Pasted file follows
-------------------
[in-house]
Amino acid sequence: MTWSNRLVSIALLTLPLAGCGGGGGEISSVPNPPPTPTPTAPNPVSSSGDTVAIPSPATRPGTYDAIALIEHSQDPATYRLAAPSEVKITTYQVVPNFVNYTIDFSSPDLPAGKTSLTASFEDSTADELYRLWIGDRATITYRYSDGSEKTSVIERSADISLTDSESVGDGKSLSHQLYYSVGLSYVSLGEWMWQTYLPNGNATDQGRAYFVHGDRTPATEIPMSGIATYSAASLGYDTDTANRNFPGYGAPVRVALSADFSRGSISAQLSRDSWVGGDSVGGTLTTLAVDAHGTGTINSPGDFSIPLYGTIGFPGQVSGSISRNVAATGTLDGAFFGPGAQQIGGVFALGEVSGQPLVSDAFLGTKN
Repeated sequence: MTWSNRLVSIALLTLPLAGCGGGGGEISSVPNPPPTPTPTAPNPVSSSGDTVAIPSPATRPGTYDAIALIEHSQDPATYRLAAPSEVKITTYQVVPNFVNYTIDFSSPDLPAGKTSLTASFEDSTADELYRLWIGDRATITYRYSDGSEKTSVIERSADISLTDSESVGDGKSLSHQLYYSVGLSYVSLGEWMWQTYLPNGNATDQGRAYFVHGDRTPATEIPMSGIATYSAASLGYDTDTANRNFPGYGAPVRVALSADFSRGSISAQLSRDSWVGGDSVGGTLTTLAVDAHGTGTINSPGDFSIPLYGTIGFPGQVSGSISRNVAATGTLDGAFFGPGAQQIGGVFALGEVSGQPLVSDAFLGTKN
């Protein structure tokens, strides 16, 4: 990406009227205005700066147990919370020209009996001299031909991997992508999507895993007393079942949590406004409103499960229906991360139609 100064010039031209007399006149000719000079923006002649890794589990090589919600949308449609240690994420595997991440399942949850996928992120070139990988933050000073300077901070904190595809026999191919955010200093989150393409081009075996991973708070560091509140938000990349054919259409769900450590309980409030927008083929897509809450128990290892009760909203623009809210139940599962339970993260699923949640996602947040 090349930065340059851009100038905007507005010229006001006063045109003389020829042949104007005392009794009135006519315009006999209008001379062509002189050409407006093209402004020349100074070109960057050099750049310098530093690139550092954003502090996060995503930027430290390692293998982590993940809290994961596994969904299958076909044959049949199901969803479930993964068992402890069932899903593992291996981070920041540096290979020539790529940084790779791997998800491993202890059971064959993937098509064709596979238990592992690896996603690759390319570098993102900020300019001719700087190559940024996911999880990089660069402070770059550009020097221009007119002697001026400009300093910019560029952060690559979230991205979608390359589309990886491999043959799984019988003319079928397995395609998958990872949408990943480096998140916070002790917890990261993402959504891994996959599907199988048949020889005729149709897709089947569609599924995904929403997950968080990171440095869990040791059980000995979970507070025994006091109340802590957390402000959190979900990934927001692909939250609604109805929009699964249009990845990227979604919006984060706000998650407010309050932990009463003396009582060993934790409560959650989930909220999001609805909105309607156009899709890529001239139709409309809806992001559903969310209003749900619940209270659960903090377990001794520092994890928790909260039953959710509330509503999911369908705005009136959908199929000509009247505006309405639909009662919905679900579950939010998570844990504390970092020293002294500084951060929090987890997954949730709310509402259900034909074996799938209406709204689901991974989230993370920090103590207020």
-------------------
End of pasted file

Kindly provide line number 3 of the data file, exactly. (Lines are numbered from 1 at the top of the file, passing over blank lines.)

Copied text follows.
Repeated sequence: MTWSNRLVSIALLTLPLAGCGGGGGEISSVPNPPPTPTPTAPNPVSSSGDTVAIPSPATRPGTYDAIALIEHSQDPATYRLAAPSEVKITTYQVVPNFVNYTIDFSSPDLPAGKTSLTASFEDSTADELYRLWIGDRATITYRYSDGSEKTSVIERSADISLTDSESVGDGKSLSHQLYYSVGLSYVSLGEWMWQTYLPNGNATDQGRAYFVHGDRTPATEIPMSGIATYSAASLGYDTDTANRNFPGYGAPVRVALSADFSRGSISAQLSRDSWVGGDSVGGTLTTLAVDAHGTGTINSPGDFSIPLYGTIGFPGQVSGSISRNVAATGTLDGAFFGPGAQQIGGVFALGEVSGQPLVSDAFLGTKN